This is the preferred approach for installing and activating plugins for the VIP Platform:
- Add the plugins to your
- Activate the plugins via a plugin loader file in
Plugins can also be activated via the “Plugins” screen on your WordPress admin area.
If you are familiar with developing for WordPress.com hosted VIP sites, bundling your custom plugins inside your theme is no longer necessary and we encourage you to move them to the
/client-mu-plugins directory in your site’s repository.
On the VIP Platform, all plugins must be installed by adding them to your git version control repository, hosted on GitHub. Having the plugin code in git version control allows multiple developers in your own team, and of course in the VIP team, to work on your code together, maintain and improve the site, and debug issues. On the VIP Platform, we deploy the code from git, which also allows us to roll back to a previous “known good” state, if the site encounters issues. (Please note: adding plugins via the WordPress admin area is not supported.)
As the VIP Platform workflow is git-based, you can also reference subtrees (preferred) or submodules in your repository which will make maintaining third-party code easier.
A subtree workflow for dependencies will pull a copy of the code into your repository. The VIP Code Analysis Bot will run automatic code reviews on subtree code when subtree code is added or changed in a pull request.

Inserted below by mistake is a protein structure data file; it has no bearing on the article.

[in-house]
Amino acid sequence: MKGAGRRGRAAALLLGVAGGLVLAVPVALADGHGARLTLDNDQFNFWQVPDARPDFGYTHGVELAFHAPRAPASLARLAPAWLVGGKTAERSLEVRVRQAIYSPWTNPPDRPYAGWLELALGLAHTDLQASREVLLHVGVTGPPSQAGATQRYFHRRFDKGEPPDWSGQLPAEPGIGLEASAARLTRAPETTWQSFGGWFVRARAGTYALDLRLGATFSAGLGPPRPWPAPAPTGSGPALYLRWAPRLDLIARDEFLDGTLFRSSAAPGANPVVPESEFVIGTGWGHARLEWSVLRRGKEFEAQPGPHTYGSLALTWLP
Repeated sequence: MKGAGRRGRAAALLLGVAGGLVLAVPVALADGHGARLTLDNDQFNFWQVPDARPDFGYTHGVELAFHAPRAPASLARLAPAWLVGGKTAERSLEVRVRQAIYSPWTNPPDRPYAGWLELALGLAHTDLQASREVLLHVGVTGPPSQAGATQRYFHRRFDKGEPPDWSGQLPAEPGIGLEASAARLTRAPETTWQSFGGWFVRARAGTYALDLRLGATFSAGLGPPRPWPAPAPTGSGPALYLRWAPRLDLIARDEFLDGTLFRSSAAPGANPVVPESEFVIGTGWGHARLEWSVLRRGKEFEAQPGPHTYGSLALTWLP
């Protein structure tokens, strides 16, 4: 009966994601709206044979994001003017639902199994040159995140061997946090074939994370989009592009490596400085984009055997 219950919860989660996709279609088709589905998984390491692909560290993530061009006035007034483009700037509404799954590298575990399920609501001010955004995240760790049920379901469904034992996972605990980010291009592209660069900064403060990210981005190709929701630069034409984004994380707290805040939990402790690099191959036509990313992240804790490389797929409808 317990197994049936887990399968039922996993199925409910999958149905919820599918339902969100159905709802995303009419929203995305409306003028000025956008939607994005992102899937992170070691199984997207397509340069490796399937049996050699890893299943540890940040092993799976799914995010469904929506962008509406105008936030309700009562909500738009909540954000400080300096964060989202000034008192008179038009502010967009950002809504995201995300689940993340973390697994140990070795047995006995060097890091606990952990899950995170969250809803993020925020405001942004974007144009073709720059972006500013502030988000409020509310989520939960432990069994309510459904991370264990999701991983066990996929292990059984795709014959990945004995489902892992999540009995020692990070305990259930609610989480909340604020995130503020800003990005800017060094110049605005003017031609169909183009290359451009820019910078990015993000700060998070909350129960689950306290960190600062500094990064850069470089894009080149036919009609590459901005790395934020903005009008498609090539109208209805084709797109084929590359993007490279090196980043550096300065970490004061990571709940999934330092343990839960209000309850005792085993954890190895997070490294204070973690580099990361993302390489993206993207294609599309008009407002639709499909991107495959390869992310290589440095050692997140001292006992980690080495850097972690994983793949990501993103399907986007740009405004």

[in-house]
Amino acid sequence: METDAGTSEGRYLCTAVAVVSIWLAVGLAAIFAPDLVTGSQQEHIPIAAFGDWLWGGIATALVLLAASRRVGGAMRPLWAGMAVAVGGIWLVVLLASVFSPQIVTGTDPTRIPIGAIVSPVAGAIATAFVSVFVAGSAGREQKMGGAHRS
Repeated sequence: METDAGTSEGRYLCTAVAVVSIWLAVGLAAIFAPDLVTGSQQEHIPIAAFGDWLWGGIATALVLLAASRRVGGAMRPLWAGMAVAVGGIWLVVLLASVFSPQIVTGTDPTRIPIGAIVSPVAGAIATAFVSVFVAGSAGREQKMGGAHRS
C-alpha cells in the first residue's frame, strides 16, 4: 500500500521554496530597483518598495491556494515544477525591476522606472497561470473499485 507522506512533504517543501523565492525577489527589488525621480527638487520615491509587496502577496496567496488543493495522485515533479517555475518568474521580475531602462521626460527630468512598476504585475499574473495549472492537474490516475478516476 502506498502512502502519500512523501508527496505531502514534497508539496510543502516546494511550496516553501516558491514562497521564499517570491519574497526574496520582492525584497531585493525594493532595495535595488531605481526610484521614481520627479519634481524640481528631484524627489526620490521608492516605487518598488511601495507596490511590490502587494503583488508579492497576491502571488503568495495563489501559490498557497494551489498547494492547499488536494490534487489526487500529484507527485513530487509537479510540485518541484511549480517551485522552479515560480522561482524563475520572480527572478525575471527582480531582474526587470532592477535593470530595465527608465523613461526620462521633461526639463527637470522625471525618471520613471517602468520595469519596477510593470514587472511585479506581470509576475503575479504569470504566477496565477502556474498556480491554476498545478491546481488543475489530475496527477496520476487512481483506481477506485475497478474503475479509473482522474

First, we discourage submodules… please review GitHub’s discussion of how submodules work before deciding to use them.
Submodules are a method for you to reference the GitHub repository of code dependencies so that they are then checked out to your own GitHub repository. This process is dependent on the submodule existing and being available, as it maintains a reference, but not a copy, of the code. The VIP Code Analysis Bot will not run automatic code reviews on code from an added or updated submodule, as a submodule is only a reference to another repository.
If your organization controls the submodule source, a submodule structure can be an option for you to include dependencies.
If you don’t control the submodule source, we don’t recommend using a submodule structure, especially on production. If the third party code changes upstream (becomes inaccessible, has its history changed, or otherwise becomes invalid), your submodule reference runs the risk of breaking functionality on your production site.
The VIP Platform currently only supports public submodules; i.e. you cannot submodule a private GitHub repository or a git repository hosted elsewhere that requires authentication.
Note that some plugin repositories, such as that for AMP for WordPress, contain unbuilt versions whereby the command,
composer install needs to be run for the plugin to work properly. Repositories like this one cannot be referenced as submodules as we do not run these build commands on the server. In such cases, developers should use one of the other methods outlined on this page.
Plugins can be treated as PHP dependencies, and can be pulled in using Composer. This should be done by either running
composer install locally, and committing all of the new files to the git, or by including
composer install in the automated build and deploy step. In either case, you’ll need to configure the root
composer.json to install the dependencies in the correct directory within the codebase, rather than in the default root